Quantcast
Environmental News for a Healthier Planet and Life

Pesticides to Blame for Massive Bee Deaths in Minnesota

A recent investigation into the death of thousands of bees last month in Minnesota revealed that fipronil, a widely used insecticide, was to blame.

In mid-September, three colonies of bees in Minneapolis were found twitching and dying on the ground. Local apiarist Mark Lucas paints a grim picture of the poisoning event, which he witnessed, recalling that bees inside the hive came “spilling out of the hive as if they were drunk.”

Photo credit: T.J. Gehling/ Flickr

University of Minnesota Bee Lab, the University’s Bee Squad and the Minnesota Department of Agriculture (MDA) carried out the investigation, taking samples from hives to confirm pesticide poisoning. Indeed, MDA tests found that all three of the affected hives tested positive for the presence of fipronil.

Although neonicotinoid pesticides such as clothianidin, thiamethoxam and imidacloprid have been widely implicated in the phenomenon of colony collapse disorder (CCD), other pesticides are known to adversely affect honey bee health. Fipronil has also been heavily implicated in elevated bee toxicity and decline. Indeed, the European Union (EU) recently put forth a proposal to restrict the use of the pesticide in recognition of the high acute risks it poses to bees.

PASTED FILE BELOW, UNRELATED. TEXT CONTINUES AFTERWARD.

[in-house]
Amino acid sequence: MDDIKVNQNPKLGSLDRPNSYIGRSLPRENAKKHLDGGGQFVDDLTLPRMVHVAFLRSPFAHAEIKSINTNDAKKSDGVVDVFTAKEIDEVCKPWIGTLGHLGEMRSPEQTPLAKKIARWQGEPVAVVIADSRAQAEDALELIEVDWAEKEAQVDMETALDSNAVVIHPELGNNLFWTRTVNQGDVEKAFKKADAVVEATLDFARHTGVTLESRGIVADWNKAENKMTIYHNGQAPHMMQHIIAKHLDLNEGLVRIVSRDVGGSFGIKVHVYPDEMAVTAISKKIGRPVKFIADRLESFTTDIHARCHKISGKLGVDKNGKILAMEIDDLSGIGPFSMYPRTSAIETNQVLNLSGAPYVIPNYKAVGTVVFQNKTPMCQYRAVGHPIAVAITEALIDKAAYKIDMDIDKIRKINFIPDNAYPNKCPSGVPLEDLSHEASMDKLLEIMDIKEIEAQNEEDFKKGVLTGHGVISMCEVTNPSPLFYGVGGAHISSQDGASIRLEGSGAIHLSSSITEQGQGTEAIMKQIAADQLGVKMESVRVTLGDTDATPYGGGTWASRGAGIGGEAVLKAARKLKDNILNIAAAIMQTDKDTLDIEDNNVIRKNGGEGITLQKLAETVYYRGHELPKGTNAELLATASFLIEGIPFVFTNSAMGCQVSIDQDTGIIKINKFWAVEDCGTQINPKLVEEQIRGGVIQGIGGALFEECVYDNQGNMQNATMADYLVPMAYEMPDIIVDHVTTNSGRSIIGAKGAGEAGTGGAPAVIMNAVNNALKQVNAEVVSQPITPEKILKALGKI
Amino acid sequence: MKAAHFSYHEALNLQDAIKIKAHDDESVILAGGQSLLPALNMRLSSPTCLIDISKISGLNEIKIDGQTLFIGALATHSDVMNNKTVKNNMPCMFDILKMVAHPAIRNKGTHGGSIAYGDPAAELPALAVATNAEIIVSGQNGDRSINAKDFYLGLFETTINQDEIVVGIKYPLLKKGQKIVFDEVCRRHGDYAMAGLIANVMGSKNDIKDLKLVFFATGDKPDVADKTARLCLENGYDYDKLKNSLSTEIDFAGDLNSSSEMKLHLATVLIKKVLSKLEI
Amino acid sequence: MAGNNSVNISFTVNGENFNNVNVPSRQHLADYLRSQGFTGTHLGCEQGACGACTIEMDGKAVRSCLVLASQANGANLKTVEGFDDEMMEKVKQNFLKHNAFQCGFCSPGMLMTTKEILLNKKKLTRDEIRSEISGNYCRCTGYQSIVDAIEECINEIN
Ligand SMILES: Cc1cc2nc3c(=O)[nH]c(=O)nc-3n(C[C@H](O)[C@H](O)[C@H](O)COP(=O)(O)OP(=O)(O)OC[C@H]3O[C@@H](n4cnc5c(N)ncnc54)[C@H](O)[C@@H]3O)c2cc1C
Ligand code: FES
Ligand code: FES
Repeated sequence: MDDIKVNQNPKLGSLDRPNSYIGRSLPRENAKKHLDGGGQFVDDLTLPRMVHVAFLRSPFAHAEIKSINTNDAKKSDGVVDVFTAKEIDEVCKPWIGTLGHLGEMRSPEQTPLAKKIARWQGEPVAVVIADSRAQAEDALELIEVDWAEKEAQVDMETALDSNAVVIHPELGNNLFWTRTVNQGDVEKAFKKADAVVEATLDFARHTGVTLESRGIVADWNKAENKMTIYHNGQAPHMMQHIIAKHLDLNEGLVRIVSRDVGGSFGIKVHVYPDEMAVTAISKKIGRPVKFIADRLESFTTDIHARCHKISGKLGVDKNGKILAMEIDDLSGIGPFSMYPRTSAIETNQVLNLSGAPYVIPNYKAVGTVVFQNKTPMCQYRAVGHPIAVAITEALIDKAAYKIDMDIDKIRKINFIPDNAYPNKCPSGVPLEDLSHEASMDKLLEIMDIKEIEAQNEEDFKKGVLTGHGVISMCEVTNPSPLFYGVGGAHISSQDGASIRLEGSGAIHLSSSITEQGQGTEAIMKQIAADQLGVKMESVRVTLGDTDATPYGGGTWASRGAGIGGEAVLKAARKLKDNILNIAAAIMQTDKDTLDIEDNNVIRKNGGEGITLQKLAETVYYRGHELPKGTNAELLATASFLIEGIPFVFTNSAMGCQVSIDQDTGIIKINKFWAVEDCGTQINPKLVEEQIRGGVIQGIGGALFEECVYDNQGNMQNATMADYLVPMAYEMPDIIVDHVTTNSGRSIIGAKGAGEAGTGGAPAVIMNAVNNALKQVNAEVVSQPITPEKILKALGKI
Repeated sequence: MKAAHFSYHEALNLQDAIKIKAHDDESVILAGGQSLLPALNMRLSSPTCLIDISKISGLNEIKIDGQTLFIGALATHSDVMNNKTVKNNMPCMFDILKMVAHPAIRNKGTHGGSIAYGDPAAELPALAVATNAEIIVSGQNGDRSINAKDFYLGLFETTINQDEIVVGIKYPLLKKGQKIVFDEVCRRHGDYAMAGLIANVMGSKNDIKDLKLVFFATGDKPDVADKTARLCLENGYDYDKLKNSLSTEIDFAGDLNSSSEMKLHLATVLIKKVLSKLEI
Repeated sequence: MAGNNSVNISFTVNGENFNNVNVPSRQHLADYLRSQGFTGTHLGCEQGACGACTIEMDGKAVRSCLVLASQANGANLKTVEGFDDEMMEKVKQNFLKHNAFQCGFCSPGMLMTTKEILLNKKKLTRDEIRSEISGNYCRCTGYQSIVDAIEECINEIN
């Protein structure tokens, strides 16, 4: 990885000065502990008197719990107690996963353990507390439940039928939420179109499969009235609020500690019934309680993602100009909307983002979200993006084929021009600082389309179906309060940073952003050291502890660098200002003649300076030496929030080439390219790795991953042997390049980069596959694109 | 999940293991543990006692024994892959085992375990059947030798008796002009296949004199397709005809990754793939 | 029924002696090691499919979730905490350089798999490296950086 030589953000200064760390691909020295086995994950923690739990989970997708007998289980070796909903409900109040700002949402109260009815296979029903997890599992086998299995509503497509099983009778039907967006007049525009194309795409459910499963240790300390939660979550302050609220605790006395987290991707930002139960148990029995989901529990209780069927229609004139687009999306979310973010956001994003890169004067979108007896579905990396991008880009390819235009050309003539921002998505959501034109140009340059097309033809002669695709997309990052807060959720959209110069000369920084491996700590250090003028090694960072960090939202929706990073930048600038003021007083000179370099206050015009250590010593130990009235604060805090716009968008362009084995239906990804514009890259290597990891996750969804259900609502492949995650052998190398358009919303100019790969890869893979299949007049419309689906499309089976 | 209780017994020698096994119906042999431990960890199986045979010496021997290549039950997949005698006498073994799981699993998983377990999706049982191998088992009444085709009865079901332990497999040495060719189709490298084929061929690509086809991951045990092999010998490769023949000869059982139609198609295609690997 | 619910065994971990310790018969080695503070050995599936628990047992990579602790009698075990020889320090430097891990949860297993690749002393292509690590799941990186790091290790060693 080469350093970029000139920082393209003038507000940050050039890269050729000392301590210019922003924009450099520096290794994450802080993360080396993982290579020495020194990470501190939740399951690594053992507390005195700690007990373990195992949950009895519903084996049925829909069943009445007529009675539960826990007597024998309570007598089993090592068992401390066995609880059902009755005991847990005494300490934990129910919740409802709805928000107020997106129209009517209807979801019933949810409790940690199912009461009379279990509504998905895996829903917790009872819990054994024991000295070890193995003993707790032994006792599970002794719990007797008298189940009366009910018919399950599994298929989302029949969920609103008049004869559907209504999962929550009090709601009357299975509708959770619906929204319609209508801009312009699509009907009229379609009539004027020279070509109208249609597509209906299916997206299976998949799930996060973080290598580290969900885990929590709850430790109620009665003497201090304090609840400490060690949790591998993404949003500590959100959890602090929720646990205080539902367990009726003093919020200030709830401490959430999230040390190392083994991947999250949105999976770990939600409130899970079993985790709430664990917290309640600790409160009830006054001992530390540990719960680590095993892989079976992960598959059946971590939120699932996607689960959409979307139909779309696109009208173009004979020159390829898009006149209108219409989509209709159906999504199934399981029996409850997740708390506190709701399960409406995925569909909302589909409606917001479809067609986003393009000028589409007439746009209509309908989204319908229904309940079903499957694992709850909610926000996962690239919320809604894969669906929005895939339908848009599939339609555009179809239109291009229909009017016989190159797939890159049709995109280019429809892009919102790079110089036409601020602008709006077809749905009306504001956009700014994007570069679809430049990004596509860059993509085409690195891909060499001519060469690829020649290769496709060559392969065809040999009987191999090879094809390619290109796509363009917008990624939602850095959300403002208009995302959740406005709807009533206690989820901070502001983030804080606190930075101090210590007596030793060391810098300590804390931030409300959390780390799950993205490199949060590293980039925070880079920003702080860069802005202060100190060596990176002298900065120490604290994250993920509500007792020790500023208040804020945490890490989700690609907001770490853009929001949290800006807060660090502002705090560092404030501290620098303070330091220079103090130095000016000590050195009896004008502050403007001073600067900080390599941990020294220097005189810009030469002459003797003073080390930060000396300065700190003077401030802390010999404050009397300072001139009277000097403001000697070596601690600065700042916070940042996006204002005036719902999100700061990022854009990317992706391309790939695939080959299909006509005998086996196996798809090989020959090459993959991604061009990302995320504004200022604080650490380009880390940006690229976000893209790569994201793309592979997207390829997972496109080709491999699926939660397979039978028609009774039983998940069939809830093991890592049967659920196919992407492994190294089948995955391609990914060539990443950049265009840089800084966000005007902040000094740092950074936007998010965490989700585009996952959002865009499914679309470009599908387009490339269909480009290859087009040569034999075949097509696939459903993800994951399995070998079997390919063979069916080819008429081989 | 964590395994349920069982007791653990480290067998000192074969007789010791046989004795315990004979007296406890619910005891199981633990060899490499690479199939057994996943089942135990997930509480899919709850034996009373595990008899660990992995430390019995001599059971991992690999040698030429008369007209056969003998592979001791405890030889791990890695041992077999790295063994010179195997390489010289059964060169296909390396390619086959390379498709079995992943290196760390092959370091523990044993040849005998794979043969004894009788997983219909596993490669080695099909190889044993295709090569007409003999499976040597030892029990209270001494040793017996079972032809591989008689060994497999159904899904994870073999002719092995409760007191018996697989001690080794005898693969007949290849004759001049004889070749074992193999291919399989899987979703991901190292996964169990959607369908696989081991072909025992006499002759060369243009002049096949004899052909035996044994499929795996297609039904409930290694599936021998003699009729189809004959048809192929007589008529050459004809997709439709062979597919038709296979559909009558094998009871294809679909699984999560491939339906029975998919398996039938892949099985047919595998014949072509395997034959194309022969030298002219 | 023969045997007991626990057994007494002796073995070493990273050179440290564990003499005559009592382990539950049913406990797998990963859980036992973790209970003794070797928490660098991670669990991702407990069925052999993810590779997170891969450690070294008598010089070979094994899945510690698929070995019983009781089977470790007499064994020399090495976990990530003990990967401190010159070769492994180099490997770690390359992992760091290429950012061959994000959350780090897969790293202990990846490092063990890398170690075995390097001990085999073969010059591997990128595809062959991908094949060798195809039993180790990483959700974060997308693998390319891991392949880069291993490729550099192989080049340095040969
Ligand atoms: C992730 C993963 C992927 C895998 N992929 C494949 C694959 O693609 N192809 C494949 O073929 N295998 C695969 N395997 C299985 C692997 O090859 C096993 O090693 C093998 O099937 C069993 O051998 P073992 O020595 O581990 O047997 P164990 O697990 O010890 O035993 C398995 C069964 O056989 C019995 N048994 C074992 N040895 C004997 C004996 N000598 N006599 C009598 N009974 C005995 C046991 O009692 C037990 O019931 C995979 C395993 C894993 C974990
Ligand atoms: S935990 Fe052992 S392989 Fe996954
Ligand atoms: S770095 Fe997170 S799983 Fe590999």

The chemical is widely used for indoor and turf pest control in the U.S., incorporated in more than 50 pest-killing products and is highly toxic. Fipronil has been shown to reduce behavioral function and learning performances in honey bees. A 2011 French study reported that newly emerged honey bees exposed to low doses of fipronil and thiacloprid succumbed more readily to the parasite Nosema ceranae compared to healthy bees, supporting the hypothesis that the synergistic combination of parasitic infection and high pesticide exposures in beehives may contribute to colony decline. An extensive overview of the major studies showing the effects of pesticides on pollinator health can be found on Beyond Pesticides’ What the Science Shows webpage.

The MDA’s report posited that the bee kill incident was likely started by a neighborhood individual who sprayed fipronil along the boundaries of a building and onto nearby flowers visited by bees. Once exposed, those bees flew back to their hives, inadvertently exposing the entire colony. It is unknown who exactly sprayed the pesticide, and the MDA report indicated that it will not investigate further into the identity of the applicator.

Pesticide-related bee-deaths have become a recurring story across the nation. In June 2013 an estimated 50,000 bumblebees were found dead or dying in a shopping mall in Wilsonville, OR, due to a tree application of the neonicotinoid insecticide dinotefuran. Then in July 2013, 37 million honeybees were reported dead across a single farm in Ontario from the dust associated with planting neonic-treated corn seeds, prompting Health Canada to release new measures intended to protect bees from further exposure to neonicotinoids. That same month, the EU put forward a proposal to restrict the use of fipronil. This proposal came on the heels of an EU-wide decision to restrict the use of three pesticides that belong to the neonicotinoid family—imidaclopridclothianidin  and thiamethoxam, which will come into force on December 1.